Saturday, 30 November 2013

Throng of wagons

Leading slightly on from the last post and more following a couple of conversations with Nigel I've been pondering on few things regarding what's in stock. There is the remains of the five year plan to think about, the destruction of Rhiw in the new year to save on timber and the epic build and description underway at present. But it comes down to two angles at the moment 1. I like making things  (and I'm puzzled by so-called modellers who don't) 2. I have a stock of rolling stock items in my back pocket which I really should tackle before long. But why should I?

There is the cash angle: in these days of austerity and with a step-son bleating about wanting a car and cash for same - Jeez, he's never even built a go-cart with pram wheels, what does he think he's going to do with a car? - and building thirty wagon kits up would be cheap. I also have a real thing about wagons - hence the pile in the first place. The imbedded problem is that they're a bit eclectic so what would I do with them? The conversations with Mr. Hill suggested a neutral back drop, possibly quite small where wagons could be pottered about with and have snaps taken to put up here. But how small could that be?

Wednesday, 27 November 2013

Death and taxes

I've mentioned this before and it got a small howl of horror, however the spectre of death and modelling has raised it's head again this week. More specifically the problem of disposal. The item in question is a loft layout with some ten boards in total. Problematic enough for the widow, but a bit of a logistical nightmare for those who have offered to help.
In short no bugger wants it. Result: it has to be broken up and scrapped. You may well be saying that the poor old boy isn't alive to see it so it's OK, but is that what he really wanted to happen?

After my last mention of this people split in to two definite camps: the 'keep going and not get rid of anything' and the 'I'm being sensible and getting rid of the fat, and only keeping what I need on a sliding scale to where I think I can manage'. I will be firmly in the later at a future point.

Of course you may think that death is the only instance, by which time it doesn't matter, but what about failing health - a point where you are fully aware of things, but are unable to stop your layout being broken and dumped by a third party in front of your eyes. Time and time again I read the preamble in articles: retirement, loft, more time. Rarely does the issue of just at the time where we have more time and space we may be unable to climb the loft ladder at all. Or work out why we went up there in the first place.

I hope that's cheered everyone up...

Monday, 25 November 2013

Railcar and bad jackets

  A quick snap of the railcar - seats in and a boxy bit at the front, tram car style, which reflects the DHLR version. Photos/dwgs of this show two gear levers, what I assume is a clutch and a dirty great brake wheel. This I knocked up with a bit of rod and a steering wheel from a bus kit. Seats are 'saloon' style to clear the motor.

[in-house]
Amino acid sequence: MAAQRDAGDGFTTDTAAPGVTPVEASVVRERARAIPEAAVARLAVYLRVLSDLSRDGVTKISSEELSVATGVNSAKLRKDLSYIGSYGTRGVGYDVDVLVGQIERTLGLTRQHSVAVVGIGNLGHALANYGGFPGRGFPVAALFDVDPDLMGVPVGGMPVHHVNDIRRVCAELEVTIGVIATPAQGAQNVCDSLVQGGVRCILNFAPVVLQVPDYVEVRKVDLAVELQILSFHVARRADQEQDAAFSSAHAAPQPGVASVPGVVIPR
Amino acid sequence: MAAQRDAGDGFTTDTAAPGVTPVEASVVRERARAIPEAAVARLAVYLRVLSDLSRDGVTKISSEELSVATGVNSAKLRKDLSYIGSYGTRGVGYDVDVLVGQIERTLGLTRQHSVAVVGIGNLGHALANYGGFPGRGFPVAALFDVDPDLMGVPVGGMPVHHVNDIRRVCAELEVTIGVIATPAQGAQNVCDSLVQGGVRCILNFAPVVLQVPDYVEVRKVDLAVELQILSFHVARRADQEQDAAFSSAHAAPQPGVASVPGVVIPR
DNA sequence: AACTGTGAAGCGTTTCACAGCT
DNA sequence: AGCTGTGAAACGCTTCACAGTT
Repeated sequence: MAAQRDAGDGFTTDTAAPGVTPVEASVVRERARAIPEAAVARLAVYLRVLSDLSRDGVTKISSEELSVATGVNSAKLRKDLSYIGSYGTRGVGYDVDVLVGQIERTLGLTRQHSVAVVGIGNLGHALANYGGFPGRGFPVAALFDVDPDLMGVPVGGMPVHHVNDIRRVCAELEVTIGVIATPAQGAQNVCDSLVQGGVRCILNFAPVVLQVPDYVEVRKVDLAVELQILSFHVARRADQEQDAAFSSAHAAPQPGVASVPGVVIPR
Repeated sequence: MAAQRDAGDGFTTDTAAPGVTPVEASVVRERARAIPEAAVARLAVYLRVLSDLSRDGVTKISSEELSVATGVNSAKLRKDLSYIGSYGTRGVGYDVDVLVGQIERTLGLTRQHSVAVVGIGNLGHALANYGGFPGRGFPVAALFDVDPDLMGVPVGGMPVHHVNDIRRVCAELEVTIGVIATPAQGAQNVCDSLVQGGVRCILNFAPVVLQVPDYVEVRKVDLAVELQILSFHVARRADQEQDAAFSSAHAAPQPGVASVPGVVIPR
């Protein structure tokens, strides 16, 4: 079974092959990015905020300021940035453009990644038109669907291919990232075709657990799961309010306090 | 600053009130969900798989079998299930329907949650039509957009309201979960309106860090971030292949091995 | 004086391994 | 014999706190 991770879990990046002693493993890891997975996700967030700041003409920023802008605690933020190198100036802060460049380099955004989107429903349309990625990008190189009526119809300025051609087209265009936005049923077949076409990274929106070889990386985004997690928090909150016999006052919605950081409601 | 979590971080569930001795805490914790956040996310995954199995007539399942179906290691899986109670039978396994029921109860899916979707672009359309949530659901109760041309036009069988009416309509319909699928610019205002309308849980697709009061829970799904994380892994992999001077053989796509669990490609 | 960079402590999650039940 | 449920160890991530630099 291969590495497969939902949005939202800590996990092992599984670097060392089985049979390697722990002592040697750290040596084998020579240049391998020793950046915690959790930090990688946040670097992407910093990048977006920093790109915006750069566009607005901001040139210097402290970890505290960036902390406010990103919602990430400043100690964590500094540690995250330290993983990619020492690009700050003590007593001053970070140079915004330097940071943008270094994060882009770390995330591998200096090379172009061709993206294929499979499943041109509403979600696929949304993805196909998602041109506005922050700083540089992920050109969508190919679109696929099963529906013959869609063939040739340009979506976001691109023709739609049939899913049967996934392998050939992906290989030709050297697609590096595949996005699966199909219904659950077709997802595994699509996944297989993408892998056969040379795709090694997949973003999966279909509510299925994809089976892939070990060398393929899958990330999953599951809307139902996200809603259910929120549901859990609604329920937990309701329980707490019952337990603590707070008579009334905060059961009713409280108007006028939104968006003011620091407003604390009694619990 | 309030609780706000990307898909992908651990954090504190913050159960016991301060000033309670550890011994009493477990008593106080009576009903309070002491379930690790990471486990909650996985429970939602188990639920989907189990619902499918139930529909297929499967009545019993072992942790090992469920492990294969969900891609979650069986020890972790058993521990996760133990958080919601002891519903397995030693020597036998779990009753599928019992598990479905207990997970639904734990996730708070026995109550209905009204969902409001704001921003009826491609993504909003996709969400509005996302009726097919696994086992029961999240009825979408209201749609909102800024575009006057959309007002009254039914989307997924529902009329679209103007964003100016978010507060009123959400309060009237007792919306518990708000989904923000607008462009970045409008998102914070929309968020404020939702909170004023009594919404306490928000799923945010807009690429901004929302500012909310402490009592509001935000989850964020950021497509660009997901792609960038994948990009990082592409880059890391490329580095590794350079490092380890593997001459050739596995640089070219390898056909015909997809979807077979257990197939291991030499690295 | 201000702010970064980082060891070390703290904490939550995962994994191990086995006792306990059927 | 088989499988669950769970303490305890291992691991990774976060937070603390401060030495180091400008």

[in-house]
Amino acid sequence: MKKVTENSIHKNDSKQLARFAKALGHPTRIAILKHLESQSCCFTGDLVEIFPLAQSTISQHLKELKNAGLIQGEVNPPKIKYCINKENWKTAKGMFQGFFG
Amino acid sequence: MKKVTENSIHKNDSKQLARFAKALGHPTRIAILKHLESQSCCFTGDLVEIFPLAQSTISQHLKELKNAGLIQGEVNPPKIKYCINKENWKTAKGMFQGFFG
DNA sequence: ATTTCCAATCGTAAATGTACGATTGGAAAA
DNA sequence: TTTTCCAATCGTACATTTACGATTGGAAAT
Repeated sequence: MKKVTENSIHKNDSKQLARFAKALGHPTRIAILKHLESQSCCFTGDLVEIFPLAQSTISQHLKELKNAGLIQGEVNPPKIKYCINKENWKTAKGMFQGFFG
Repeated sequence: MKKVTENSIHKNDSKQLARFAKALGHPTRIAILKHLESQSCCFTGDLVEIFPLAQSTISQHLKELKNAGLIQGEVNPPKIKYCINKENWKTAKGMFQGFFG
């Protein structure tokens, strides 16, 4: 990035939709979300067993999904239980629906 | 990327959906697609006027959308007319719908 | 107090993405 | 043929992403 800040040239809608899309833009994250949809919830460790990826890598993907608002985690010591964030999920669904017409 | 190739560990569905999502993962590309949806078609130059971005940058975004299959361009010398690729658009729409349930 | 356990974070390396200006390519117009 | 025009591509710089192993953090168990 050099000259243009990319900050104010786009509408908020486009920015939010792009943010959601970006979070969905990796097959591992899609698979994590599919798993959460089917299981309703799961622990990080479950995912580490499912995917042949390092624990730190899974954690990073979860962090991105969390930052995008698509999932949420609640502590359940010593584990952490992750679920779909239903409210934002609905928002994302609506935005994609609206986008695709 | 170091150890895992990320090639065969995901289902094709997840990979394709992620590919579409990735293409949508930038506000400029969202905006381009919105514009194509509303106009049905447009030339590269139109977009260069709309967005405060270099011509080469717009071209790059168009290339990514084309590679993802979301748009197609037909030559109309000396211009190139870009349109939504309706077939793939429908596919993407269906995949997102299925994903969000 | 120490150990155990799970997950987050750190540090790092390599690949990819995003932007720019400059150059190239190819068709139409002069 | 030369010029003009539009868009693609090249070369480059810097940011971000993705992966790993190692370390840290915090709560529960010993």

When I started in the music industry one of the first band rooms I occupied had an optic screwed to the wall with a cheap bottle of scotch in it. This more than often used to empty during the evening. The room was scattered  with stained sofas, fag buts and comdom wrappers. Now? We have a coffee machine, people bring cake in  and the place looks like an office. What the hell happened?

Sunday, 24 November 2013

Saturday Ramble

A few points to ponder:

1. There's been more than the usual comment on the question of the Bembridge turntable. This is very informative and leads to a little more research on these things. This does have a point; if the O gauge project gets built then the plan was to have something similar a) to save space and b) because it screams 19th century.

2 Just to make people feel old, I note that it is twenty years since the British railway system was privatised. I still think that all the pretty liveries that came on the back of the sectorisation programme are new - it seems like I blinked for too long.

3. On the same tack: I'm still sorting through stuff and came across the first issue of Morill. The cover date? November 1993. Exactly 20 years ago. For those too young, Modelling Railways Illustrated was Irwell Press' pitch at the market hitting at a point just below MRJ and a bit above 'the average modeller' with Iain Rice at the helm. All started very well and I subscribed, however as with a lot of things with Mr Rice there is the feeling that he bites off more than he can chew and it slid until they parted company. At which point the tits went up.
There is possibly still a market for this area although have we moved on? Where it did score with me was the long narrative style prose that used to be the staple of the model press, but has now given way to the Janet and John, paint -by -numbers style of model journalism that dominates the market now. In short is was a good read.
Maybe we've forgotten how to do that.

Friday, 22 November 2013

Railcar glaze and turntables

 Work on the railcar continues apace. Basic box complete, floor in and Kato chassis temporarily  clipped on. Next problems are rigging some seats up and working out how to glaze it. The DHLR had no partitions and a central motor with underslung rad' so a fairly clean machine will result.